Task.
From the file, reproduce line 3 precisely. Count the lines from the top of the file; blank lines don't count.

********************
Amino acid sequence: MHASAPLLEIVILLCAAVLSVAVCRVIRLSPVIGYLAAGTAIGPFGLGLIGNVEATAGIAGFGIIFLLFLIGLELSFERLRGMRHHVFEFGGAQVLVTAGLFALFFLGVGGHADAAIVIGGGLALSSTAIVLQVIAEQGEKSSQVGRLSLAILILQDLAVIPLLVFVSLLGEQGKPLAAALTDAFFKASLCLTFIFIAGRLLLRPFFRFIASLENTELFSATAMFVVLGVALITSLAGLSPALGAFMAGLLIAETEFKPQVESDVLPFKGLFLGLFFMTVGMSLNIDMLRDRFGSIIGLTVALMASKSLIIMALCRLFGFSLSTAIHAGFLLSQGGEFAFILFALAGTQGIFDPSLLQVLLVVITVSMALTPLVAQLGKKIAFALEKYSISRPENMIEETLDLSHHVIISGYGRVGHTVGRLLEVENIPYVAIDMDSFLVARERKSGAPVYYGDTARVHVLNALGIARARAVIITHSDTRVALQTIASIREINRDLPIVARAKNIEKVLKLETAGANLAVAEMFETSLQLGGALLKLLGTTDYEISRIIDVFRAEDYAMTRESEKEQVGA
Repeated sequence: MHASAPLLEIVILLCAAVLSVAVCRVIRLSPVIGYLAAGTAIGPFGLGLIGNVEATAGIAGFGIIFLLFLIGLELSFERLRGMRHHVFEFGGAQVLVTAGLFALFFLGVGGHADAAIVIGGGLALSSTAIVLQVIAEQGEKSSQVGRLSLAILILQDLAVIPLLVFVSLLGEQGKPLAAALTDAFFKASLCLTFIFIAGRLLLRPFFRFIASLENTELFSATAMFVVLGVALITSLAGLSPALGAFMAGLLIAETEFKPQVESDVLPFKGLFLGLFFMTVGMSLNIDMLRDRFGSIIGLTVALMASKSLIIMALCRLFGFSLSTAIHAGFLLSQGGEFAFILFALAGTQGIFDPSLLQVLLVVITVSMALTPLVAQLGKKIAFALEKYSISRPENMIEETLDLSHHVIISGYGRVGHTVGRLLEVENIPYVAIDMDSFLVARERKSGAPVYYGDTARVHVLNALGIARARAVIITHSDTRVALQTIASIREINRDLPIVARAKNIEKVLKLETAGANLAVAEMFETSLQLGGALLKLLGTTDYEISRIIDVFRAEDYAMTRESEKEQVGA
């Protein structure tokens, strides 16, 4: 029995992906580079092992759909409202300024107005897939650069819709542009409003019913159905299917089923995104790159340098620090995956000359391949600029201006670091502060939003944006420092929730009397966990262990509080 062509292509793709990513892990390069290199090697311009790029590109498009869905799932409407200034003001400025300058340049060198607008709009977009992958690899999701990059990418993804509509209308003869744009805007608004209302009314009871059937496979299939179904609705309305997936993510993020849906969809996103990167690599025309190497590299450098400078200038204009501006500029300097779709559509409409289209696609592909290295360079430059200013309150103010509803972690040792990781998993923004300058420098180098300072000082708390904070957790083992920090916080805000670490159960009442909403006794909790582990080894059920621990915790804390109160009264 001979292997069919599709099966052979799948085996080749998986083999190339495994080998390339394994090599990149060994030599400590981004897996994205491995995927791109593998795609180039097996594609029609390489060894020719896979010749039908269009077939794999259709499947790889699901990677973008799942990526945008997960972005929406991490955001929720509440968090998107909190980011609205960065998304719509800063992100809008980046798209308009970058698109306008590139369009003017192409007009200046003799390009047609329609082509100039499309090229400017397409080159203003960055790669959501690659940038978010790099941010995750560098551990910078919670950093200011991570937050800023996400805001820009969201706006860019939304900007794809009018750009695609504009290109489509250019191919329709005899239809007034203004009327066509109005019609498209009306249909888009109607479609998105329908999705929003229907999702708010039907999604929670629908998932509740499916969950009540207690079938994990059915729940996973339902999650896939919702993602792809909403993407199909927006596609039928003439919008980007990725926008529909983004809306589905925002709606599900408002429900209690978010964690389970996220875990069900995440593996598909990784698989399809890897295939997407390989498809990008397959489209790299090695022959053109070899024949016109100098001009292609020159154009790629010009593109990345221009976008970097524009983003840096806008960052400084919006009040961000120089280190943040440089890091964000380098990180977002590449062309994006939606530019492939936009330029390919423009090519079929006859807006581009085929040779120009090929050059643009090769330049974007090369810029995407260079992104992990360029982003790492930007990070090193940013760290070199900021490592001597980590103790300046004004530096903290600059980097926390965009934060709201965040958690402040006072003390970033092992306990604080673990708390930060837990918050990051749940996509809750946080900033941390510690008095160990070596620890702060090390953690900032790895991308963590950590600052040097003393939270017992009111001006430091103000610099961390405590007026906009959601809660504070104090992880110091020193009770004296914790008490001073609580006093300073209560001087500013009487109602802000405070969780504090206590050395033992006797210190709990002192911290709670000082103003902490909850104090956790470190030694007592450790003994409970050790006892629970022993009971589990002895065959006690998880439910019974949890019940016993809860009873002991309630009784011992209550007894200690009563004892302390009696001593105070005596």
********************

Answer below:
């Protein structure tokens, strides 16, 4: 029995992906580079092992759909409202300024107005897939650069819709542009409003019913159905299917089923995104790159340098620090995956000359391949600029201006670091502060939003944006420092929730009397966990262990509080 062509292509793709990513892990390069290199090697311009790029590109498009869905799932409407200034003001400025300058340049060198607008709009977009992958690899999701990059990418993804509509209308003869744009805007608004209302009314009871059937496979299939179904609705309305997936993510993020849906969809996103990167690599025309190497590299450098400078200038204009501006500029300097779709559509409409289209696609592909290295360079430059200013309150103010509803972690040792990781998993923004300058420098180098300072000082708390904070957790083992920090916080805000670490159960009442909403006794909790582990080894059920621990915790804390109160009264 001979292997069919599709099966052979799948085996080749998986083999190339495994080998390339394994090599990149060994030599400590981004897996994205491995995927791109593998795609180039097996594609029609390489060894020719896979010749039908269009077939794999259709499947790889699901990677973008799942990526945008997960972005929406991490955001929720509440968090998107909190980011609205960065998304719509800063992100809008980046798209308009970058698109306008590139369009003017192409007009200046003799390009047609329609082509100039499309090229400017397409080159203003960055790669959501690659940038978010790099941010995750560098551990910078919670950093200011991570937050800023996400805001820009969201706006860019939304900007794809009018750009695609504009290109489509250019191919329709005899239809007034203004009327066509109005019609498209009306249909888009109607479609998105329908999705929003229907999702708010039907999604929670629908998932509740499916969950009540207690079938994990059915729940996973339902999650896939919702993602792809909403993407199909927006596609039928003439919008980007990725926008529909983004809306589905925002709606599900408002429900209690978010964690389970996220875990069900995440593996598909990784698989399809890897295939997407390989498809990008397959489209790299090695022959053109070899024949016109100098001009292609020159154009790629010009593109990345221009976008970097524009983003840096806008960052400084919006009040961000120089280190943040440089890091964000380098990180977002590449062309994006939606530019492939936009330029390919423009090519079929006859807006581009085929040779120009090929050059643009090769330049974007090369810029995407260079992104992990360029982003790492930007990070090193940013760290070199900021490592001597980590103790300046004004530096903290600059980097926390965009934060709201965040958690402040006072003390970033092992306990604080673990708390930060837990918050990051749940996509809750946080900033941390510690008095160990070596620890702060090390953690900032790895991308963590950590600052040097003393939270017992009111001006430091103000610099961390405590007026906009959601809660504070104090992880110091020193009770004296914790008490001073609580006093300073209560001087500013009487109602802000405070969780504090206590050395033992006797210190709990002192911290709670000082103003902490909850104090956790470190030694007592450790003994409970050790006892629970022993009971589990002895065959006690998880439910019974949890019940016993809860009873002991309630009784011992209550007894200690009563004892302390009696001593105070005596």